A Knight's Tale: Men's XC's Taylor Sanders




Taylor's Athlete Page

North Oldham's Team Page

by Adam Pruiett, Assistant SID
LOUISVILLE, Ky. — With the assortment of injuries having mounted to a seemingly hopeless level, ruthlessly stealing his entire indoor and outdoor track seasons his sophomore year, Taylor Sanders arrived at home one day and approached his dad overwhelmed with emotion. Believing his still young Bellarmine University athletic career might be over before it truly began, he broke down in tears.
Recalled Sanders: "I really thought about it: How many times can you keep getting up after you've been knocked down?"
Every time it turns out. His dad and "biggest fan," Bob Sanders, helped him reach that conclusion.
"I remember waking up and my dad had written something on a piece of paper," Taylor Sanders said. "The gist of the note was that nobody would fault you for throwing in the towel, but why give up when you have a platform to prove people wrong and prove to yourself you can still do it."
Taylor Sanders
Despite enduring a litany of injuries over his first two years at Bellarmine, Sanders has never called it quits. In fact, the Knights' junior is fully expected to be among the BU men's cross country team's top performers this season, a reputation gained in no small part by finishing second on the team to All-American Robert Sandlin in the Knights' third-place finish in the 2013 GLVC Championships.
"He's one we expect — with a healthy season — to be a guy who in particular could make a significant difference in the outcome," said Jim Vargo, BU's director of cross country and track and field. "He rises to the occasion in the big meets. He doesn't want to go out unless he knows he's given it his best, and he knows that's still ahead of him. He's persevered through two consecutive years of injuries."
Listing those injuries is a true test of the memory bank of Sanders, who will help lead the Knights in their season debut on Saturday at the UK Bluegrass Invitational at Masterson Station Park in Lexington, Kentucky.
"I've had stress fractures, strains in my groin, calf, achilles, quad, hamstrings. I've had lower back problems," Sanders said. "I even hurt my collarbone in high school. It was in a race. I tripped, fell and busted my shoulder and collarbone. You could name anything, and I've probably had it."
On the flipside, what he also has that not many can claim is an individual state title. In November of 2011, Sanders, then a senior at North Oldham High School, was crowned at the Class 2A level in Kentucky. Whenever he faces adversity — and certainly he's dealt with more than his fair share — he recalls that experience, noting "it's the best feeling I've had so far in my life."
Bellarmine's Cody Parks competed against Sanders in that race and finished behind him in 10th before gaining a measure of revenge in the 2 mile at the state track meet. The former high school rivals are now good friends, with Parks reinforcing the comments of Sanders' father that he is fueled by the doubts of others.
"Taylor is mentally and physically tough," Parks said. "He prides himself on people telling him he won't run faster than he already has. That's why I never count him out. He's gritty. He's ready to race when it matters."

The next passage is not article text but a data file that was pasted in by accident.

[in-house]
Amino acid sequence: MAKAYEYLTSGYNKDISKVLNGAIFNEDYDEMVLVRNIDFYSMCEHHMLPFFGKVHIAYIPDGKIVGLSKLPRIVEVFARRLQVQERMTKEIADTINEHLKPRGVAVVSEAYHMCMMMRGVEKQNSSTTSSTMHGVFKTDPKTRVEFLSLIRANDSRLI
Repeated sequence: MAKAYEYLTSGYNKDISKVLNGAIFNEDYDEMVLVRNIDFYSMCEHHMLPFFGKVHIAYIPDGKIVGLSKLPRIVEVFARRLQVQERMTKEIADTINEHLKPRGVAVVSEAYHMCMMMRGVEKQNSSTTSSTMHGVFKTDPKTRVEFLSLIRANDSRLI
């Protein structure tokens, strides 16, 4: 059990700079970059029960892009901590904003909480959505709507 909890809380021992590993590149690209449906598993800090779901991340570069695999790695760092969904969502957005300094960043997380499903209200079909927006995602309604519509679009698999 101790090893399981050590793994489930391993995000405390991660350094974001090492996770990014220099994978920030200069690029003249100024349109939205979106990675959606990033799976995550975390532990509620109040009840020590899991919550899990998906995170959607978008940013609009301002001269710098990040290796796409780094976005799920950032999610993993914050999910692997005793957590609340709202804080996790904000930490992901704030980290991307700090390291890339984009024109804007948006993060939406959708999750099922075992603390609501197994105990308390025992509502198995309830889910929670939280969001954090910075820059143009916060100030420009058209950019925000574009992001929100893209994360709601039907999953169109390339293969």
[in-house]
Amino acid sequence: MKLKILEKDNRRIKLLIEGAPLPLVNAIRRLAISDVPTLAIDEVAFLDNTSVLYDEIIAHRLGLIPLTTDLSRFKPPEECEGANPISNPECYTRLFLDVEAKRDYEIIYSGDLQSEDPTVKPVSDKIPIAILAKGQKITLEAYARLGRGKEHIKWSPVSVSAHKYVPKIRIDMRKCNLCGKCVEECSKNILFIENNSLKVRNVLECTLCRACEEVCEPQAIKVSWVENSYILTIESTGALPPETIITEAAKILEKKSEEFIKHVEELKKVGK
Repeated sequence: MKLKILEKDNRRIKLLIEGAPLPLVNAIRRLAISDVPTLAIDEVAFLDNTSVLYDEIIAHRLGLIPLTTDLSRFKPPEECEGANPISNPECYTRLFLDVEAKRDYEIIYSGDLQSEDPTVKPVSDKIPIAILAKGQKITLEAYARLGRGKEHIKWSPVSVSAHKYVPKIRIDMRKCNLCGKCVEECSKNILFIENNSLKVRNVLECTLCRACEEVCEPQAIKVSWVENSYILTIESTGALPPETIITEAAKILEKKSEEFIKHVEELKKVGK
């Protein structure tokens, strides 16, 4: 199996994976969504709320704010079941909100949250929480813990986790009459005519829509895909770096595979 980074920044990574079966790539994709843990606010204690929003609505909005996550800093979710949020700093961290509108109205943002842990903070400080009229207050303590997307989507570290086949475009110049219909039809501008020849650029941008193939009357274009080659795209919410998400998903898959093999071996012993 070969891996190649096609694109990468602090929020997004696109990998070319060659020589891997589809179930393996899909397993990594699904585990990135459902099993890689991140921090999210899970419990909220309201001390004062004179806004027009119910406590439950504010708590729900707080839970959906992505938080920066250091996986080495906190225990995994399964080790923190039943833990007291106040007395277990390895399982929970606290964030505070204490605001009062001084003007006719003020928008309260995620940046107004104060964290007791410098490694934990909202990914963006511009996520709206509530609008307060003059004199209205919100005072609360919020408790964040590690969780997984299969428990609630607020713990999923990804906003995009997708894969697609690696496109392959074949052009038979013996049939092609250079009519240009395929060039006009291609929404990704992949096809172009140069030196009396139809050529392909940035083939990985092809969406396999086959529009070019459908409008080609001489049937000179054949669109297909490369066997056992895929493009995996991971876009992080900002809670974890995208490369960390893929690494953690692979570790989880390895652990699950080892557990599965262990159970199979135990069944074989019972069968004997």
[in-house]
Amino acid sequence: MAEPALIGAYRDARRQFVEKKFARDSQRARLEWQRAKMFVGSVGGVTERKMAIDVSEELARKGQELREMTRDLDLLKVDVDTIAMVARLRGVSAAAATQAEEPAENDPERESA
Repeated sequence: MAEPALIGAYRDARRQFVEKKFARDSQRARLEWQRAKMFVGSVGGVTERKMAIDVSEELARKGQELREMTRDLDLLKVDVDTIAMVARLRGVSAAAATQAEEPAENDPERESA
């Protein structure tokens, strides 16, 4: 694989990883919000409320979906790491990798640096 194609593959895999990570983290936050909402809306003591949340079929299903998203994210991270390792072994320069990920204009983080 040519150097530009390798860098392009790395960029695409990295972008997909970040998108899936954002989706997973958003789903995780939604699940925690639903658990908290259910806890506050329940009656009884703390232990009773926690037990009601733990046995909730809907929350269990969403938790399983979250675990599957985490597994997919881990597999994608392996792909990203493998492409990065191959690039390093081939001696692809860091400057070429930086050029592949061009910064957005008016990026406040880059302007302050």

That was certainly the case at last year's GLVC Championships, when Sanders dashed to 20th place behind only Sandlin team-wise for Bellarmine. The season before he finished a distant 108th at the conference meet, meaning he vaulted from the bottom 30 to the top 30 in one year. Before injuries hindered him his freshman season, Sanders placed first on the Knights in the team's first two meets.
"It was a situation," Vargo said, "where you would see it — that 'Wow, he has an opportunity to be very special.' But he just couldn't sustain his health long enough for that to come out. He knows he's capable of that, and that it's going to happen. Having a successful summer where everything went well has reinvigorated him, and he knows he can get back to being the athlete he sees himself being."
Sanders is a training freak, but not necessarily a mileage freak. Workouts are frequently performed twice a day, but instead of two running sessions he will fill one with methods such as weight training, swimming, rowing or biking. An exercise science major, Sanders interned with CrossFit the Ville in Louisville and credited trainer Laura Barito for creating a regimen that helped him rectify the problems that arose from his extensive injury history.
"He is just one of the most conscientious athletes I've ever had in terms of stretching, strengthening, getting physical therapy — he's just been a workhorse in non-running activities to get better health-wise so he can maximize his potential," Vargo said. "The things that have got him healthy are a tribute to him being willing to do all the things that most athletes know they need to do, but just won't do. Or they do it for a while and stop doing it. He's become almost a fanatic with not only stretching but the flexibility, the strength, the cross-training."
All that preparation has led into a 2014 season that Sanders is anxiously awaiting. He's done everything possible to remain healthy and, if that continues, last year's GLVC Championships may only be a prelude for what's to come.
"I was happy but not satisfied," Sanders said of his result in the conference meet. "I want to improve on that, but I could care less about what I do as long as we make nationals as a team. I'd be more than happy."
It wasn't that long ago that happiness was eluding Sanders. Then he awoke to find a note from his dad.